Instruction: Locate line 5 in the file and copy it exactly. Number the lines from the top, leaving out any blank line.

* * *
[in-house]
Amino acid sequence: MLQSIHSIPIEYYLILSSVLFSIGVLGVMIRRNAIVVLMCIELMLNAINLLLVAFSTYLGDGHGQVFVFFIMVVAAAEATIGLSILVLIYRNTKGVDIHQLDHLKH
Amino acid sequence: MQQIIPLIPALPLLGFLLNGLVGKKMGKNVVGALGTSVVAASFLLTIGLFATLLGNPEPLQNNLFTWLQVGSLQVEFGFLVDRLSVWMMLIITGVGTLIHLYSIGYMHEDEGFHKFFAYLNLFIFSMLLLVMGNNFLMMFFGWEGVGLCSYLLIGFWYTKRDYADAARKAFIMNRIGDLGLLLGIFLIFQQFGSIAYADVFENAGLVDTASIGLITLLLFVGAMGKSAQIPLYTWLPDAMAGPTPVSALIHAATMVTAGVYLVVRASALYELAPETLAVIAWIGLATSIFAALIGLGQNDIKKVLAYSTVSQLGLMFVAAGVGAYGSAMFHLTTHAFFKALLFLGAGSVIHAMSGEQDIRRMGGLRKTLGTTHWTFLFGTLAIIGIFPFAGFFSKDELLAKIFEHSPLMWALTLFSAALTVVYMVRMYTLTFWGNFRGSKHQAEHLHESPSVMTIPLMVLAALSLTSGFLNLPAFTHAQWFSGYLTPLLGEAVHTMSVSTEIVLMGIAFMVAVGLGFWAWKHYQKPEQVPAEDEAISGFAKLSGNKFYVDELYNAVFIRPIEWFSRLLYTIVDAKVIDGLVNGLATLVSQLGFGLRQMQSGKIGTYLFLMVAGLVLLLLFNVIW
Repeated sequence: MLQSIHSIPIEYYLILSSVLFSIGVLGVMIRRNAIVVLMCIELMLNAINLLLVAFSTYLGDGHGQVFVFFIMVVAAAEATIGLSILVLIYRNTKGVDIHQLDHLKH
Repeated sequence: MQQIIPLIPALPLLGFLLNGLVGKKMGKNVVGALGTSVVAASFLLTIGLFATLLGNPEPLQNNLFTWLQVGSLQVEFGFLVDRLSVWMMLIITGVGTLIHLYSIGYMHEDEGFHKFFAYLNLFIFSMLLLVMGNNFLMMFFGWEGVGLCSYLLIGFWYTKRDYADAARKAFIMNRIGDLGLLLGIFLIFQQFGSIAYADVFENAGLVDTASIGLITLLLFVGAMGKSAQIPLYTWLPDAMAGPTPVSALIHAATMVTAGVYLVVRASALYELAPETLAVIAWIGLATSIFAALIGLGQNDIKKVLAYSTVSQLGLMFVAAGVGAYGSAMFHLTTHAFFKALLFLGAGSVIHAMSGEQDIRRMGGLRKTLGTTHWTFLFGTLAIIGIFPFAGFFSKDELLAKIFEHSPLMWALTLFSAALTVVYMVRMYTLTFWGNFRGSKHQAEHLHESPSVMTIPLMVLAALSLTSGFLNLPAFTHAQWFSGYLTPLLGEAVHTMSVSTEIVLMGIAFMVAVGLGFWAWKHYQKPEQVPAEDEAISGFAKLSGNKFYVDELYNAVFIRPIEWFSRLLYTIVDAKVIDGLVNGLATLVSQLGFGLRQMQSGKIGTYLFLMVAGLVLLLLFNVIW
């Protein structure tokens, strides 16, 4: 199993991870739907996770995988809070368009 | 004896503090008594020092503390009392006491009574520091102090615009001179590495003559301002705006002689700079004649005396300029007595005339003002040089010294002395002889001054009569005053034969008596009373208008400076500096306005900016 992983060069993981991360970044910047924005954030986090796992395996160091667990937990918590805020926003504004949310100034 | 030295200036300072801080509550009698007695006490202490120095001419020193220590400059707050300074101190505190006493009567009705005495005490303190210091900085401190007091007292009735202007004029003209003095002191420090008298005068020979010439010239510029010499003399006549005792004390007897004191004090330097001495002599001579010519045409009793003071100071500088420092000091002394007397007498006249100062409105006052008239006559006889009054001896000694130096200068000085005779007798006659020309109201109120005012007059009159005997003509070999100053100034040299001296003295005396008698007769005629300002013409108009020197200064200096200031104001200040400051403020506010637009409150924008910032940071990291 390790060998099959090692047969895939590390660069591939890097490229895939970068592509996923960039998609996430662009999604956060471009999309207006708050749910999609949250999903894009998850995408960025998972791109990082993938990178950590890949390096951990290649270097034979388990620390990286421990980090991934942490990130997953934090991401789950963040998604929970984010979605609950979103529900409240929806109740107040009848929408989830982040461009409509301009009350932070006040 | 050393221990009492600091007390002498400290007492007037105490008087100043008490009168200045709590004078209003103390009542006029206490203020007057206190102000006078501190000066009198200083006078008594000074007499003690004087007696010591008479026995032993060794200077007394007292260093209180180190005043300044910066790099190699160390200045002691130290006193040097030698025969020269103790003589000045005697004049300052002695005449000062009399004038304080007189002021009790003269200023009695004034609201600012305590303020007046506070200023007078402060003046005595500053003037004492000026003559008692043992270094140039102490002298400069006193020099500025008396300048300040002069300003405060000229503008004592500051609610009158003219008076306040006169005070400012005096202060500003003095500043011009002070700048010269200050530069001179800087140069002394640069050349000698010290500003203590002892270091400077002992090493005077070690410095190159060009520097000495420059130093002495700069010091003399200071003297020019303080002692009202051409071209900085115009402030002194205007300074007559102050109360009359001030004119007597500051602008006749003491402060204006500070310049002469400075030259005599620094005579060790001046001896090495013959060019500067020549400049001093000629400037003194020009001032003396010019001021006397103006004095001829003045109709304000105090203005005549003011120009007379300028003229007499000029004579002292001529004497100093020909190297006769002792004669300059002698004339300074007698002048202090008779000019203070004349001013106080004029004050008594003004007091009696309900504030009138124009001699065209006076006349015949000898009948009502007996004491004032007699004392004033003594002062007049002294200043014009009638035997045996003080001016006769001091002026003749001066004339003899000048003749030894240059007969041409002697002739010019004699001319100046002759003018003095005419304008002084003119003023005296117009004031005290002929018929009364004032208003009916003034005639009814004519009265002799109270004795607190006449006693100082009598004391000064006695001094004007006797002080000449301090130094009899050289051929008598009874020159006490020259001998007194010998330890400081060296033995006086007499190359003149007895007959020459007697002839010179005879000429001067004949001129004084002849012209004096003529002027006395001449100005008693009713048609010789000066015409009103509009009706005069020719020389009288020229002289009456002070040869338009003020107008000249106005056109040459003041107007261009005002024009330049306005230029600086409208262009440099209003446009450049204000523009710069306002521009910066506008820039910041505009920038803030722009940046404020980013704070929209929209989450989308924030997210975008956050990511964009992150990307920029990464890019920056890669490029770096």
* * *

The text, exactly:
Repeated sequence: MQQIIPLIPALPLLGFLLNGLVGKKMGKNVVGALGTSVVAASFLLTIGLFATLLGNPEPLQNNLFTWLQVGSLQVEFGFLVDRLSVWMMLIITGVGTLIHLYSIGYMHEDEGFHKFFAYLNLFIFSMLLLVMGNNFLMMFFGWEGVGLCSYLLIGFWYTKRDYADAARKAFIMNRIGDLGLLLGIFLIFQQFGSIAYADVFENAGLVDTASIGLITLLLFVGAMGKSAQIPLYTWLPDAMAGPTPVSALIHAATMVTAGVYLVVRASALYELAPETLAVIAWIGLATSIFAALIGLGQNDIKKVLAYSTVSQLGLMFVAAGVGAYGSAMFHLTTHAFFKALLFLGAGSVIHAMSGEQDIRRMGGLRKTLGTTHWTFLFGTLAIIGIFPFAGFFSKDELLAKIFEHSPLMWALTLFSAALTVVYMVRMYTLTFWGNFRGSKHQAEHLHESPSVMTIPLMVLAALSLTSGFLNLPAFTHAQWFSGYLTPLLGEAVHTMSVSTEIVLMGIAFMVAVGLGFWAWKHYQKPEQVPAEDEAISGFAKLSGNKFYVDELYNAVFIRPIEWFSRLLYTIVDAKVIDGLVNGLATLVSQLGFGLRQMQSGKIGTYLFLMVAGLVLLLLFNVIW